# The Mutual Influence of Thermal Contact Conductivity and Convective Cooling on the Temperature Field in a Tribosystem with a Functionally Graded Strip

^{*}

## Abstract

**:**

## 1. Introduction

- (1)
- Formulating and obtaining an exact solution to the appropriate boundary-value thermal conductivity problem.
- (2)
- Verification of the received solution.
- (3)
- Obtaining asymptotic solutions for small and large values of the Fourier number.
- (4)
- Numerical analysis for selected materials of the friction pair.
- (5)
- Summary and conclusions.

## 2. Materials and Methods

## 3. Results and Discussion

^{−4}.

_{r}of the results obtained by means of an asymptotic solution (85) for the FGM strip at high values $\tau $ is visible in Figure 8a. The difference in the results obtained by means of exact (30) and asymptotic (86) solutions for $B{i}_{r}=0.01;1$ was insignificant at $\tau \ge 5$, and for $B{i}_{r}=10;100$, it was permissible not only at large but also at small values $\tau $. The asymptotic solution (86) for semi-space at high values of the Fourier number could be used at $\tau \ge 0$ (Figure 8b).

_{c}= 100) convective cooling of the free surface of the strip for two values of the Biot number Bi

_{r}is demonstrated in Figure 9. First of all, it should be noted that the temperature of the strip made of FGM was lower compared to the case of applying a layer of zirconium dioxide to the material. Secondly, just like during sliding with constant specific friction power, the jumps of isolines were also visible when passing through the contact surface in the case of Bi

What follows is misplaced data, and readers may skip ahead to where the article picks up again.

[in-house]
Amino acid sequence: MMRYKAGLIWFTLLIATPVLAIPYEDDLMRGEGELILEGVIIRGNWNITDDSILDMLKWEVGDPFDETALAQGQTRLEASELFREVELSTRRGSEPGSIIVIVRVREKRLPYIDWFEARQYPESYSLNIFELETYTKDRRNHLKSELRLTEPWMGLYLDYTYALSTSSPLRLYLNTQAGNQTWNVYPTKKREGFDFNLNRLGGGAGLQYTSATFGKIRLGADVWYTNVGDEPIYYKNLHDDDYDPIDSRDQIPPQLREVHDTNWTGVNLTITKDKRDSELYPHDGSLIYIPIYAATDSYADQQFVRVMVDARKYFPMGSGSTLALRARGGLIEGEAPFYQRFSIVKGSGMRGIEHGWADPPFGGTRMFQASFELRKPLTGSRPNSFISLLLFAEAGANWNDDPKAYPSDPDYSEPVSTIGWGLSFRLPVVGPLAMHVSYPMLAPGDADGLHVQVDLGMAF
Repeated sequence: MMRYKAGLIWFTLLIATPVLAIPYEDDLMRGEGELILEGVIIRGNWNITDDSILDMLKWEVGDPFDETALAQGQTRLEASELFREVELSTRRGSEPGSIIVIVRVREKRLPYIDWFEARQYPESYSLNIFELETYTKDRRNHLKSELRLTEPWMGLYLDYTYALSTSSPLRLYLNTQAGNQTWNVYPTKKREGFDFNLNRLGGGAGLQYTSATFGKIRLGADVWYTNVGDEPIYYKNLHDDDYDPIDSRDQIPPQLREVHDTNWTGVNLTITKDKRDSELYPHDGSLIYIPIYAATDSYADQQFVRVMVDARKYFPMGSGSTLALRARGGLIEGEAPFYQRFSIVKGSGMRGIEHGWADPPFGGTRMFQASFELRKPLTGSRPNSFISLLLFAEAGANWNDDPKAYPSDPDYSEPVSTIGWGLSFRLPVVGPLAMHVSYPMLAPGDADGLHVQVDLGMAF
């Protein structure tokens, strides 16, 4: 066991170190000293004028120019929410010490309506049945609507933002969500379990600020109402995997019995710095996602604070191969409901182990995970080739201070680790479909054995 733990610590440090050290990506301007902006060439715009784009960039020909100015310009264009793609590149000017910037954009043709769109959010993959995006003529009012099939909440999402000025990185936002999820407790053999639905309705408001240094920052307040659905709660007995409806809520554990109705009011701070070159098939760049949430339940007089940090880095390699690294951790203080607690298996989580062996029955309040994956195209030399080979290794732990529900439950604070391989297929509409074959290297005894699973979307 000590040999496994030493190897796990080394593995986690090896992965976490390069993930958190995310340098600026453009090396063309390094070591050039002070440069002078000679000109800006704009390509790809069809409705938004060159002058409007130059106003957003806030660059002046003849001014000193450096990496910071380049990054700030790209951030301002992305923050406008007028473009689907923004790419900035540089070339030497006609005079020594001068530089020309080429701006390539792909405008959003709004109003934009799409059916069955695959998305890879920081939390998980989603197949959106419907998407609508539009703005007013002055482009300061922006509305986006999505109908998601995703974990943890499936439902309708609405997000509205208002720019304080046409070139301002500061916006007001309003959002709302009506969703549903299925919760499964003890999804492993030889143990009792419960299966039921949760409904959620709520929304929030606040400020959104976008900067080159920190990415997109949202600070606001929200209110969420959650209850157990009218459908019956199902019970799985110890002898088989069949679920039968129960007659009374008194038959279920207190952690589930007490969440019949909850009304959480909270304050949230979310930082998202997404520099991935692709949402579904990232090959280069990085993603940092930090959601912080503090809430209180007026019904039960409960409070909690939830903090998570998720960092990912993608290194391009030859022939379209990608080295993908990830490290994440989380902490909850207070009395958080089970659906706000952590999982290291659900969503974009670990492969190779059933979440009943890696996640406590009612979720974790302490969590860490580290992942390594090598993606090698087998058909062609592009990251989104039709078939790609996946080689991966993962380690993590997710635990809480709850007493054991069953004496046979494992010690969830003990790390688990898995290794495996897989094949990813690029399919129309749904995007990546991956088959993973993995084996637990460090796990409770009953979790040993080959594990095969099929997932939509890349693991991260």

_{r}= 1 (Figure 9a). However, for Bi

_{r}= 100, the temperature of the friction surfaces of the strip and semi-space were the same (Figure 9b). At low contact thermal conductivity (Bi

_{r}= 1), the temperature of the strip was higher than the semi-space temperature (Figure 9a). The increase in parameter Bi

_{r}equalized the temperature of both elements of the friction pair (Figure 9b). The effect of the linearly decreasing time profile of the specific friction power was visible primarily in the achievement of the maximum temperature of both elements at a fixed distance from the contact surface, not at the stop moment $\tau ={\tau}_{s}=1$ (as it was in the case of sliding with constant specific friction power), but within the time interval $0<\tau <{\tau}_{s}$.

## 4. Conclusions

_{r}and Bi

_{c}, defined by Formula (9), on the temperature of such a friction system was examined. The first of them (Bi

_{r}) was directly proportional to the thermal contact conductivity h

_{r}, which in turn was inversely proportional to the thermal resistance of the friction surface of the strip and semi-space. Thus, at a fixed value of the contact pressure, the higher the roughness of these surfaces, the greater their thermal resistance and the lower the thermal contact conductivity.

_{r}or in the dimensionless form of the Biot number Bi